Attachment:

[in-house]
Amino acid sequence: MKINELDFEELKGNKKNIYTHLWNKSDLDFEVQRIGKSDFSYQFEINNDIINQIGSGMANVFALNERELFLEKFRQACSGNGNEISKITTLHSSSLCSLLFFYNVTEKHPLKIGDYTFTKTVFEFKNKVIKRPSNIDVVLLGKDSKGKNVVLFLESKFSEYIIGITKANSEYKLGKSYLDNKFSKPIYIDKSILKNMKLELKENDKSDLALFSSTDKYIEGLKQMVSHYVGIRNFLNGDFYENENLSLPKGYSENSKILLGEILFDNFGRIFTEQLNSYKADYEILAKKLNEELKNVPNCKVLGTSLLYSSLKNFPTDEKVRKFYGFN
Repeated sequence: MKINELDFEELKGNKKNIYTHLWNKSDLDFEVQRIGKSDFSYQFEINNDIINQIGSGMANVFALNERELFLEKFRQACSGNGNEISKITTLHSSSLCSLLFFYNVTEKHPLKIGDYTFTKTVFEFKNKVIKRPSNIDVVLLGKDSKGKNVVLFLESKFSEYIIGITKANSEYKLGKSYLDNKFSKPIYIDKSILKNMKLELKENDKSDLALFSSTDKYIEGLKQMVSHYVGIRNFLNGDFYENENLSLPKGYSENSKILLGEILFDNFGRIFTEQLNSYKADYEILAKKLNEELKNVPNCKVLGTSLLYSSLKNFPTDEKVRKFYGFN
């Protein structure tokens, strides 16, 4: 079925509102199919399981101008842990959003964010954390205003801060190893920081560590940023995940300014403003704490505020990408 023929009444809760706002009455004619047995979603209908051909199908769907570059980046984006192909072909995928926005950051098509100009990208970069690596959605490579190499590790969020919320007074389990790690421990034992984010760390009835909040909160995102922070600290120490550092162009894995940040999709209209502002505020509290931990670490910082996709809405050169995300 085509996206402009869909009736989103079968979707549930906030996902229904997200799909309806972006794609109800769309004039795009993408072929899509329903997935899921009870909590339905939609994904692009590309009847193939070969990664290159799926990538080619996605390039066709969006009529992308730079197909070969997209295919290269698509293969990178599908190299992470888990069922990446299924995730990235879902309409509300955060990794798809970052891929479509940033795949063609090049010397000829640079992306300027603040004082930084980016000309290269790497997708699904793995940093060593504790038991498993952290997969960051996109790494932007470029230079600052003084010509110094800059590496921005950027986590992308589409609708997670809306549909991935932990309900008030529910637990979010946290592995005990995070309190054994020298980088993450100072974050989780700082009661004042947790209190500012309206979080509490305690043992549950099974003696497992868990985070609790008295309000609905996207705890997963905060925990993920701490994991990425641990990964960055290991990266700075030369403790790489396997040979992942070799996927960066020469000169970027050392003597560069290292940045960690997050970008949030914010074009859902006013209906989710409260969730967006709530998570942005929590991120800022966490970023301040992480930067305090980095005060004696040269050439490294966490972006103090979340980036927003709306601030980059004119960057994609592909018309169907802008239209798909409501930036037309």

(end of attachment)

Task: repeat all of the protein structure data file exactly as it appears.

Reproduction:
[in-house]
Amino acid sequence: MKINELDFEELKGNKKNIYTHLWNKSDLDFEVQRIGKSDFSYQFEINNDIINQIGSGMANVFALNERELFLEKFRQACSGNGNEISKITTLHSSSLCSLLFFYNVTEKHPLKIGDYTFTKTVFEFKNKVIKRPSNIDVVLLGKDSKGKNVVLFLESKFSEYIIGITKANSEYKLGKSYLDNKFSKPIYIDKSILKNMKLELKENDKSDLALFSSTDKYIEGLKQMVSHYVGIRNFLNGDFYENENLSLPKGYSENSKILLGEILFDNFGRIFTEQLNSYKADYEILAKKLNEELKNVPNCKVLGTSLLYSSLKNFPTDEKVRKFYGFN
Repeated sequence: MKINELDFEELKGNKKNIYTHLWNKSDLDFEVQRIGKSDFSYQFEINNDIINQIGSGMANVFALNERELFLEKFRQACSGNGNEISKITTLHSSSLCSLLFFYNVTEKHPLKIGDYTFTKTVFEFKNKVIKRPSNIDVVLLGKDSKGKNVVLFLESKFSEYIIGITKANSEYKLGKSYLDNKFSKPIYIDKSILKNMKLELKENDKSDLALFSSTDKYIEGLKQMVSHYVGIRNFLNGDFYENENLSLPKGYSENSKILLGEILFDNFGRIFTEQLNSYKADYEILAKKLNEELKNVPNCKVLGTSLLYSSLKNFPTDEKVRKFYGFN
């Protein structure tokens, strides 16, 4: 079925509102199919399981101008842990959003964010954390205003801060190893920081560590940023995940300014403003704490505020990408 023929009444809760706002009455004619047995979603209908051909199908769907570059980046984006192909072909995928926005950051098509100009990208970069690596959605490579190499590790969020919320007074389990790690421990034992984010760390009835909040909160995102922070600290120490550092162009894995940040999709209209502002505020509290931990670490910082996709809405050169995300 085509996206402009869909009736989103079968979707549930906030996902229904997200799909309806972006794609109800769309004039795009993408072929899509329903997935899921009870909590339905939609994904692009590309009847193939070969990664290159799926990538080619996605390039066709969006009529992308730079197909070969997209295919290269698509293969990178599908190299992470888990069922990446299924995730990235879902309409509300955060990794798809970052891929479509940033795949063609090049010397000829640079992306300027603040004082930084980016000309290269790497997708699904793995940093060593504790038991498993952290997969960051996109790494932007470029230079600052003084010509110094800059590496921005950027986590992308589409609708997670809306549909991935932990309900008030529910637990979010946290592995005990995070309190054994020298980088993450100072974050989780700082009661004042947790209190500012309206979080509490305690043992549950099974003696497992868990985070609790008295309000609905996207705890997963905060925990993920701490994991990425641990990964960055290991990266700075030369403790790489396997040979992942070799996927960066020469000169970027050392003597560069290292940045960690997050970008949030914010074009859902006013209906989710409260969730967006709530998570942005929590991120800022966490970023301040992480930067305090980095005060004696040269050439490294966490972006103090979340980036927003709306601030980059004119960057994609592909018309169907802008239209798909409501930036037309």